Integer scaling, anybody tried it?

Opus131

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So Nvidia has finally implemented this. I hope AMD will follow, but i'm wondering how it is now that it is here, at least for Nvidia users.

For instance, how does a game at 720p look on a 1440p screen? Likewise for a movie at 720p versus 1080p on a 1440p screen or TV.

Can't find any opinion on google, surely considering the fuzz we users made about this somebody would have experimented with it by now.
 

kasakka

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It works as expected. I've only tried in a few games but the main issue is that 720p is a really low res so you might still prefer how a higher res upscaled (especially with the Nvidia sharpen filter) looks because more detail can be resolved just by having more pixels. It's probably far more useful for emulators etc where pixel perfect appearance is nearly always better and there are more resolutions that work with integer scaling.

In the future I think something like 2560x1440 on a 5120x2880 screen would be a pretty good option as I feel going above that resolution moves into the diminishing returns department for increased detail in modern games.
 
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Opus131

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I see, so 1080p with DLSS or similar would still look better on a 1440p screen than 720p with integer scaling?

And what about a movie at 1080p vis one at 720p on that same 1440p screen?
 

kasakka

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I see, so 1080p with DLSS or similar would still look better on a 1440p screen than 720p with integer scaling?

And what about a movie at 1080p vis one at 720p on that same 1440p screen?

I would expect it would apply to movies as well, more pixels, more detail even if upscaled. I haven't tried it though.
 

Opus131

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Maybe somebody else will chime in. We can make this the first google search result on this topic, since i haven't even found one, haha.
 

Opus131

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I thought integer scaling was suppose to be used for pixely games like cross code?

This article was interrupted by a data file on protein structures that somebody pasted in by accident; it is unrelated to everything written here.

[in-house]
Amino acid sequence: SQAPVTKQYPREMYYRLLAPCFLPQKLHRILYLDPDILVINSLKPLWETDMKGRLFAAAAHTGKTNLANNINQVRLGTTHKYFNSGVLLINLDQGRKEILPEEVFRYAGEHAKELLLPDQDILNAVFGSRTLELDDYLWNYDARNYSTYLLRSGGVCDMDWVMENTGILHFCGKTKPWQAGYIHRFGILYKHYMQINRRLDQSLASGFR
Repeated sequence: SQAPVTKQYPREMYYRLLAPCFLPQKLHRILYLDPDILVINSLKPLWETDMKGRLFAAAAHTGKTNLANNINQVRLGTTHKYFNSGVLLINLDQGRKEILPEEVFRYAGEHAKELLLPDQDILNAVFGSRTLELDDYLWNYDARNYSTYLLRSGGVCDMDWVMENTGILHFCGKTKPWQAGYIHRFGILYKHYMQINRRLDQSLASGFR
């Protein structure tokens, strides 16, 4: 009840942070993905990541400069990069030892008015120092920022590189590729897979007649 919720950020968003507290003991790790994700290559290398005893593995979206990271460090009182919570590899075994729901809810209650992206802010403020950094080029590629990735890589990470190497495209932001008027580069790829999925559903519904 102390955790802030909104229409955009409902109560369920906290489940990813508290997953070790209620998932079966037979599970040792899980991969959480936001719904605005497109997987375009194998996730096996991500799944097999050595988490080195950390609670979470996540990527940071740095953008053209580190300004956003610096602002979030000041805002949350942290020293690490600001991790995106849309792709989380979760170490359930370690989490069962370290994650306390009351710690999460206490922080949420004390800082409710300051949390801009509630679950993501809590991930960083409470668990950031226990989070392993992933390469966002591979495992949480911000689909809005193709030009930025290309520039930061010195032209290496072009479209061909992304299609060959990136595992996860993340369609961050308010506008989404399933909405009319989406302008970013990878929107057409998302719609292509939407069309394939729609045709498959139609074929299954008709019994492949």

It's just a way to avoid interpolation when you can have a pixel perfect subdivision. So 1080p would look on a 4k screen just as good as it would on a native 1080p screen.

At least that's the idea. You basically end up having multiple "native" resolutions as long as you can divide pixels exactly.
 

Nenu

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So Nvidia has finally implemented this. I hope AMD will follow, but i'm wondering how it is now that it is here, at least for Nvidia users.

For instance, how does a game at 720p look on a 1440p screen? Likewise for a movie at 720p versus 1080p on a 1440p screen or TV.

Can't find any opinion on google, surely considering the fuzz we users made about this somebody would have experimented with it by now.
Assume you have a 32" display.
Now imagine it is 720p.
You have a 32" 720p display!
 

Opus131

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Assume you have a 32" display.
Now imagine it is 720p.
You have a 32" 720p display!

Well, there's limits of course, but what if you have a 4k 24 screen? How would 720 (say, a game) look on it? Or a 27 screen, which is a popular size for 1440p. How would a game look at 720 there? You have people who play online games at minimum graphics to get the best performance, so this would add an other option for that, since you can get even more frame per seconds while maintaining sharpness which is needed for those games (where as interpolation would just make everything look like a blurry blob).

Other questions would be, is a movie at 720p better than one at 1080p on a wqhd screen?

I mean, we are talking about limited uses, but i'm still curious and Nvidia has been essentially strong harmed into implemented this since lots of people have been asking for it since forever.
 

MistaSparkul

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Well I would say it comes down to the quality of upscaling. Most high end TVs these days have very good upscaling capabilities so using that might be better than going for integer scaling. My understanding was that integer scaling was a big issue in how pixel games look.